Market Washouts: Are We at a Bottom?
Was last week the week markets finally washed out, or is it just the beginning of more downside action to come? Are we at a bottom, near a bottom, and if so, where will that bottom be? Is the 10% correction we have been talking about in the S&P 500 for years finally about to happen? Beyond that, is the 20% bear market in our future? How low can oil go? How low can emerging markets go? All of these questions (and more) are dominating the headlines, and for some of you (hopefully not many), they are likely occupying mental space as well. We want to address what has been the worst week of the markets of the year last week (led by the worst day of the year, last Thursday). A full perspective on our portfolio positioning, macroeconomic perspective, and tactical approach to all of this will be the theme this week. Read on, take it in, and definitely read the concluding paragraph.
It was too brutal of a week to only read the summary… Read on, please.
What do you see as the cause of this week’s bloodbath?
Macro fears surrounding China, a deflationary negative feedback loop around commodity prices and oil (are they going down because of growth concerns or are there growth concerns because they are going down? Answer: Yes), and general concerns about Europe/global/China/Emerging markets growth. Two things stick out to us: The sell-off is not discerning, meaning virtually everything is selling off, so there is a broad and dramatic “risk off” move behind this which generally has meant over the years that it doesn’t much matter which of the multiple suspects are causing it – all risk assets get re-rated and revalued before normalcy can resume. Secondly, much of the growth disappointment or fear stems from the fact that expectations were not realistic. Is Europe looking to be in the doldrums? Of course it is. The Europe bulls of early 2015 are not talking a lot now as a violent level of QE there has not created any growth. We would not rule out the fact, either, that U.S. Q2 earnings were “okay”, when they really need to be “stellar” to sustain a better growth thesis.
So you believe it could get worse before it gets better?
Of course it could! We wouldn’t forecast one way or the other when it exactly turns or doesn’t turn. Our philosophy on such folly is well documented and well-known. What we do know is that this is not presently a mere “sell-off in energy” or sell-off in MLP’s or sell-off in oil – this is a broad-based sell-off in EVERYTHING. This means some things become more valuable, and we have a chance to benefit from this on the other side (overpriced assets should sell off; but under-priced assets that become more under-priced produce the opportunity we want to take advantage of.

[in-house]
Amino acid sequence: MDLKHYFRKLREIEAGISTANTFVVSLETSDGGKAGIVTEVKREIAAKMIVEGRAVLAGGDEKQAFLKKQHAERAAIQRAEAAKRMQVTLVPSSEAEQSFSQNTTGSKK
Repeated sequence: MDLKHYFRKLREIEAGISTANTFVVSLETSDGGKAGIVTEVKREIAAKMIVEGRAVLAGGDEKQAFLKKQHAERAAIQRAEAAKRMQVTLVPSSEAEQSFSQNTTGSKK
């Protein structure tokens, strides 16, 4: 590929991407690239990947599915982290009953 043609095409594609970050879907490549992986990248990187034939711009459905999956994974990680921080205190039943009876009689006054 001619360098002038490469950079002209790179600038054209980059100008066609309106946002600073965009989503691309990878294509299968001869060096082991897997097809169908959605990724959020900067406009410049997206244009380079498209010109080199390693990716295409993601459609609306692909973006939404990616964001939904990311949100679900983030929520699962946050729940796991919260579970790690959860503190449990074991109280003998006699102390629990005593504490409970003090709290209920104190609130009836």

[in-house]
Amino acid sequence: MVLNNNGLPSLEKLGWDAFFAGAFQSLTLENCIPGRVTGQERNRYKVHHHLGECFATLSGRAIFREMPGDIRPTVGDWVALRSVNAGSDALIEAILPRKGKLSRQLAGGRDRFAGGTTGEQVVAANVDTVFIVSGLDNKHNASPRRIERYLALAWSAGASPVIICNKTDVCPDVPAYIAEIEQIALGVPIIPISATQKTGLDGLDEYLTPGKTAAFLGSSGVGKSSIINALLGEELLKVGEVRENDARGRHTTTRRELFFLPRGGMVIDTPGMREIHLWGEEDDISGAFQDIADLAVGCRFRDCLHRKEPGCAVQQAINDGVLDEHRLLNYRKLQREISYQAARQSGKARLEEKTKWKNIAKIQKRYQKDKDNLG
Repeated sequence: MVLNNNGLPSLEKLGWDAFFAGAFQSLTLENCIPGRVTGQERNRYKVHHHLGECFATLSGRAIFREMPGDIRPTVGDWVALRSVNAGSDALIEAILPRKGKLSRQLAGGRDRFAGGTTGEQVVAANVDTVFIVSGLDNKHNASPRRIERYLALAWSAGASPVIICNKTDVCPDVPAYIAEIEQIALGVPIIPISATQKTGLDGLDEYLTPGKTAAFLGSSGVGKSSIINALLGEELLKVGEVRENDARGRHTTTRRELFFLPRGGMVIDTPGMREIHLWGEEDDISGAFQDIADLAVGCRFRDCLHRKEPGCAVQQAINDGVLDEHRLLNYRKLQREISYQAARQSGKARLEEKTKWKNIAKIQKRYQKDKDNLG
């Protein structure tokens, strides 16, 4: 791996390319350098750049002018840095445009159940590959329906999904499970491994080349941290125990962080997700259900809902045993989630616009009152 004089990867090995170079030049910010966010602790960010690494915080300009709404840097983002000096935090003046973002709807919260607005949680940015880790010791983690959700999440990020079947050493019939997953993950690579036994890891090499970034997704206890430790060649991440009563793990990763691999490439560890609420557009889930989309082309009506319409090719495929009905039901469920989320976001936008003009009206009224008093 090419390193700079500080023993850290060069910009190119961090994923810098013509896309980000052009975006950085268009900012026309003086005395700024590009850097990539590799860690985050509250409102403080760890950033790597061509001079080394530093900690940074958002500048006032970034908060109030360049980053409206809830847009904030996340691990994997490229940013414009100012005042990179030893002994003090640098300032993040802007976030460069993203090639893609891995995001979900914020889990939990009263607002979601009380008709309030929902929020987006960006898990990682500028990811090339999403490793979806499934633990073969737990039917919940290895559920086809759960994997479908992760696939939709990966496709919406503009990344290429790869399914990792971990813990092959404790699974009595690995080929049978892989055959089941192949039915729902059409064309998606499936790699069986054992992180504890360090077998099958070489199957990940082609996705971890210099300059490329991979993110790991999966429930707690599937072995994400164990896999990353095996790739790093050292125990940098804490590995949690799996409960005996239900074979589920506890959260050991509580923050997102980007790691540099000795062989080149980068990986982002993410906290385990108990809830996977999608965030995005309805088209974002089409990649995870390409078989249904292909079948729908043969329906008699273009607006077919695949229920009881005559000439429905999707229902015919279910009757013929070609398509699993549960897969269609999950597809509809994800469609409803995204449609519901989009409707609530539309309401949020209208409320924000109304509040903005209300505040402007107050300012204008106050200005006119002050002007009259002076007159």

What is your take on the U.S. dollar?
It was interesting that two weeks ago we saw the unexpected depreciation of the Chinese Yuan, a continued drop in the price of oil and gold and most other commodities, and poor economic growth reports out of Europe, AND YET saw the dollar slightly down on the week. The reality is that the dollar has enjoyed a substantial increase already against most world currencies (Euro, Yen, commodity countries, etc.), and its next move is not as clear as some may want you to think. Our big picture assessment is that we are in the early innings of a “race to the bottom” type of global currency war, and that the dollar will find footing and strength throughout this part of the process, but that at any time should the Fed desire a weaker dollar, they have all the tools and abilities they need to create one. From a policy standpoint, we are strong dollar advocates (meaning, what we WANT to be the case). From an investment standpoint, we are not in the camp that assumes a strong dollar will be the new norm. It is a crowded trade.
Do you expect the efforts of the Chinese to depreciate their currency will now stabilize for a while?
We do not. Short term, anything can happen and we wouldn’t offer a guess, but fundamentally China’s exports are in free fall (down 8.3% year-over-year), and that suggests further currency depreciation lies ahead. The markets are seemingly taking too much credence in what Chinese policymakers are saying instead of what the data is showing. We believe the Chinese yuan will have to depreciate further, but we also believe this likely sustains the commodity price pressure we have been experiencing and leaves a general uneasy feeling around risk assets.
If China were looking to sell some of their massive treasury holdings wouldn’t it have a bigger impact than anything the Fed might do?
Because the amount they would sell if they were to go this route is such a tiny percentage of their overall holdings, we wouldn’t expect it to have a material impact. They bought massive quantities in 2014, sold some $100 billion in the last few months (and yet rates DROPPED), and what they will do next is anyone’s guess. What would have a material impact on U.S. rates is if they stopped buying new issuance all together. Our Treasury new issuance, though, is way down, and there has been no shortage of buyers for any of it since the fed quit serving as main buyer with Quantitative Easing (QE).
Why do you keep any Emerging Markets exposure at all with all the downward pressure we see around China, around Russia, around commodity price distress, around the stronger U.S. dollar, etc.?
Because our emerging markets exposure and the specific strategy we use has shown over and over and over again that when the China/Russia/commodity/dollar/export/global cyclicality thesis gets hammered, our strategy sells off in the short term with everything, then experiences a very nice rebound around the realization of its fundamentals, its difference in approach, and its reduced correlation to all of those previously mentioned problems.